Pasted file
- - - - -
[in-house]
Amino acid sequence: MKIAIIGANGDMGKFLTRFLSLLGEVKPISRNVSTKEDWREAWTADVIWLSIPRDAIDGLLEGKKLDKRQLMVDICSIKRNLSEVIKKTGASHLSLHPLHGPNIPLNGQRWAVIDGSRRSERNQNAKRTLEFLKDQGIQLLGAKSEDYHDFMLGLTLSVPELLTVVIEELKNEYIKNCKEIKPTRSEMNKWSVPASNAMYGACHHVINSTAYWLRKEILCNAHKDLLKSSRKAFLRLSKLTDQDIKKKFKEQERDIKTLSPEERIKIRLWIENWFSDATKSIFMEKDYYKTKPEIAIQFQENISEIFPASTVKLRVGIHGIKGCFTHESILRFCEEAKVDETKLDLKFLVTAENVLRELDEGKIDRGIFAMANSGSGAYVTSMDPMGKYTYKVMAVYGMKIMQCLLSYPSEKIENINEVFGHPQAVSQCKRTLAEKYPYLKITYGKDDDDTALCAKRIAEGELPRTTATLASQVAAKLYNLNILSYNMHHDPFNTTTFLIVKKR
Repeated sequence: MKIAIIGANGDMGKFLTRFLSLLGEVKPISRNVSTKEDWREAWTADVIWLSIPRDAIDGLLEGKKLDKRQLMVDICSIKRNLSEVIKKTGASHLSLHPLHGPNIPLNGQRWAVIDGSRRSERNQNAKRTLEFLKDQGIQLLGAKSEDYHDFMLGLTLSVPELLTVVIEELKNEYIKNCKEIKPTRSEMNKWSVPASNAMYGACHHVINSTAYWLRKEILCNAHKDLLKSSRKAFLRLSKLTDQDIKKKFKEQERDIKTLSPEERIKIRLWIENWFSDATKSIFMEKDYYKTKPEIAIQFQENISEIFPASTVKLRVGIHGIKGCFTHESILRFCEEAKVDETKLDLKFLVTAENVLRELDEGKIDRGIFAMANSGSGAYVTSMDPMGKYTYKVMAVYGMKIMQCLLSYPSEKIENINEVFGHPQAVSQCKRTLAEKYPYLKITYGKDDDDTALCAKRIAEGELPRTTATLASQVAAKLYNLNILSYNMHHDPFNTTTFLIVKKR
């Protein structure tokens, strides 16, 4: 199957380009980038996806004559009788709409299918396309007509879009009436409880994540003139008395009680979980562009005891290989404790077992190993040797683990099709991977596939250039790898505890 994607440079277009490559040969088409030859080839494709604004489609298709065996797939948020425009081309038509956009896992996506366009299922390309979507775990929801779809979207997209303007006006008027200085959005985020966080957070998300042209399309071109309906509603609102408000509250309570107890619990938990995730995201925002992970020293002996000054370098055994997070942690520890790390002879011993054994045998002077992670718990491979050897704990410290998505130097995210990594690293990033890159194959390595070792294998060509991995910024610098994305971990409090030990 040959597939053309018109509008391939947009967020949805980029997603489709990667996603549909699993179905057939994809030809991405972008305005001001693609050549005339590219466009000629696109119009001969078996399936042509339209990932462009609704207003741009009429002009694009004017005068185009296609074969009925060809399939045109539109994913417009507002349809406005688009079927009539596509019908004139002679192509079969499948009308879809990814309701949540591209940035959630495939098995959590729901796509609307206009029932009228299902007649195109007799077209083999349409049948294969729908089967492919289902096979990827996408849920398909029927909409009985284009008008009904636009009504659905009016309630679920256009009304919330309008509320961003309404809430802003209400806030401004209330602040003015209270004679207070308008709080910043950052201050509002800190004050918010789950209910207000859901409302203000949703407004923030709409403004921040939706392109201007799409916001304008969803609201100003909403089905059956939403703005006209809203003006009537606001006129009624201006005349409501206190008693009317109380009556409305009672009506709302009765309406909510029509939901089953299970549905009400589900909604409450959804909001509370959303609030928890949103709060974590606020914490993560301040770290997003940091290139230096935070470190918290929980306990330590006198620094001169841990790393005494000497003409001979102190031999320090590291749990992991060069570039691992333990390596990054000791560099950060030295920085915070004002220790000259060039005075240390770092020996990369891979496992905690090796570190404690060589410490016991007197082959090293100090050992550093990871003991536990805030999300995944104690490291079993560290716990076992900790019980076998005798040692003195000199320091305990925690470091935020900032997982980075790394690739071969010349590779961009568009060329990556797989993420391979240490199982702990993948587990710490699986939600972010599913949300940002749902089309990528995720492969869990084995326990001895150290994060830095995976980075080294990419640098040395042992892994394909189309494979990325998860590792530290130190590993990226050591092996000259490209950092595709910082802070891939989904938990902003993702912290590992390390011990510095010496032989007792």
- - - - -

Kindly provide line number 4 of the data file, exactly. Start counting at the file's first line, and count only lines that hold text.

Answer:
């Protein structure tokens, strides 16, 4: 199957380009980038996806004559009788709409299918396309007509879009009436409880994540003139008395009680979980562009005891290989404790077992190993040797683990099709991977596939250039790898505890 994607440079277009490559040969088409030859080839494709604004489609298709065996797939948020425009081309038509956009896992996506366009299922390309979507775990929801779809979207997209303007006006008027200085959005985020966080957070998300042209399309071109309906509603609102408000509250309570107890619990938990995730995201925002992970020293002996000054370098055994997070942690520890790390002879011993054994045998002077992670718990491979050897704990410290998505130097995210990594690293990033890159194959390595070792294998060509991995910024610098994305971990409090030990 040959597939053309018109509008391939947009967020949805980029997603489709990667996603549909699993179905057939994809030809991405972008305005001001693609050549005339590219466009000629696109119009001969078996399936042509339209990932462009609704207003741009009429002009694009004017005068185009296609074969009925060809399939045109539109994913417009507002349809406005688009079927009539596509019908004139002679192509079969499948009308879809990814309701949540591209940035959630495939098995959590729901796509609307206009029932009228299902007649195109007799077209083999349409049948294969729908089967492919289902096979990827996408849920398909029927909409009985284009008008009904636009009504659905009016309630679920256009009304919330309008509320961003309404809430802003209400806030401004209330602040003015209270004679207070308008709080910043950052201050509002800190004050918010789950209910207000859901409302203000949703407004923030709409403004921040939706392109201007799409916001304008969803609201100003909403089905059956939403703005006209809203003006009537606001006129009624201006005349409501206190008693009317109380009556409305009672009506709302009765309406909510029509939901089953299970549905009400589900909604409450959804909001509370959303609030928890949103709060974590606020914490993560301040770290997003940091290139230096935070470190918290929980306990330590006198620094001169841990790393005494000497003409001979102190031999320090590291749990992991060069570039691992333990390596990054000791560099950060030295920085915070004002220790000259060039005075240390770092020996990369891979496992905690090796570190404690060589410490016991007197082959090293100090050992550093990871003991536990805030999300995944104690490291079993560290716990076992900790019980076998005798040692003195000199320091305990925690470091935020900032997982980075790394690739071969010349590779961009568009060329990556797989993420391979240490199982702990993948587990710490699986939600972010599913949300940002749902089309990528995720492969869990084995326990001895150290994060830095995976980075080294990419640098040395042992892994394909189309494979990325998860590792530290130190590993990226050591092996000259490209950092595709910082802070891939989904938990902003993702912290590992390390011990510095010496032989007792």